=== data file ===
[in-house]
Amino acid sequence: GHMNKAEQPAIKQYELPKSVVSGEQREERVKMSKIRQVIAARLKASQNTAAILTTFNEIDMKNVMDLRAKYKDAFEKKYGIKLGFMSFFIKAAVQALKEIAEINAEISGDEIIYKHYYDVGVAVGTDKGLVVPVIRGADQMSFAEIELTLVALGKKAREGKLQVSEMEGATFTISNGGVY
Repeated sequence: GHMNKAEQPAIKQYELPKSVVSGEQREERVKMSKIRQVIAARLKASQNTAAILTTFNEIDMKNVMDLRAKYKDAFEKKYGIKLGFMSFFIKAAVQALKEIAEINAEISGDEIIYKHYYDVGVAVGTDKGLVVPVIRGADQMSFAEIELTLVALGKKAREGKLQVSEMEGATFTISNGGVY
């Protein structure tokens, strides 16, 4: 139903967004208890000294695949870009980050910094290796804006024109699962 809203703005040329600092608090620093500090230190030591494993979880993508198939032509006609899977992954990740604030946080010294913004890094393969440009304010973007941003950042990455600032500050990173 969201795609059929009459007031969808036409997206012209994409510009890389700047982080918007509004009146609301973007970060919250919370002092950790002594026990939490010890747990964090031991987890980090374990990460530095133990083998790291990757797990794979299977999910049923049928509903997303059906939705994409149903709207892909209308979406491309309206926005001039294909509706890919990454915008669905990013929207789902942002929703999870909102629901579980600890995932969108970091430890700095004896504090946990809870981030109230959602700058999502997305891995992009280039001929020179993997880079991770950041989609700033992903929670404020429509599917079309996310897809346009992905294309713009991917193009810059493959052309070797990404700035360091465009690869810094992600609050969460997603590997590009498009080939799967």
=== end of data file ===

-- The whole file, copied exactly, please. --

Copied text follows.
[in-house]
Amino acid sequence: GHMNKAEQPAIKQYELPKSVVSGEQREERVKMSKIRQVIAARLKASQNTAAILTTFNEIDMKNVMDLRAKYKDAFEKKYGIKLGFMSFFIKAAVQALKEIAEINAEISGDEIIYKHYYDVGVAVGTDKGLVVPVIRGADQMSFAEIELTLVALGKKAREGKLQVSEMEGATFTISNGGVY
Repeated sequence: GHMNKAEQPAIKQYELPKSVVSGEQREERVKMSKIRQVIAARLKASQNTAAILTTFNEIDMKNVMDLRAKYKDAFEKKYGIKLGFMSFFIKAAVQALKEIAEINAEISGDEIIYKHYYDVGVAVGTDKGLVVPVIRGADQMSFAEIELTLVALGKKAREGKLQVSEMEGATFTISNGGVY
């Protein structure tokens, strides 16, 4: 139903967004208890000294695949870009980050910094290796804006024109699962 809203703005040329600092608090620093500090230190030591494993979880993508198939032509006609899977992954990740604030946080010294913004890094393969440009304010973007941003950042990455600032500050990173 969201795609059929009459007031969808036409997206012209994409510009890389700047982080918007509004009146609301973007970060919250919370002092950790002594026990939490010890747990964090031991987890980090374990990460530095133990083998790291990757797990794979299977999910049923049928509903997303059906939705994409149903709207892909209308979406491309309206926005001039294909509706890919990454915008669905990013929207789902942002929703999870909102629901579980600890995932969108970091430890700095004896504090946990809870981030109230959602700058999502997305891995992009280039001929020179993997880079991770950041989609700033992903929670404020429509599917079309996310897809346009992905294309713009991917193009810059493959052309070797990404700035360091465009690869810094992600609050969460997603590997590009498009080939799967």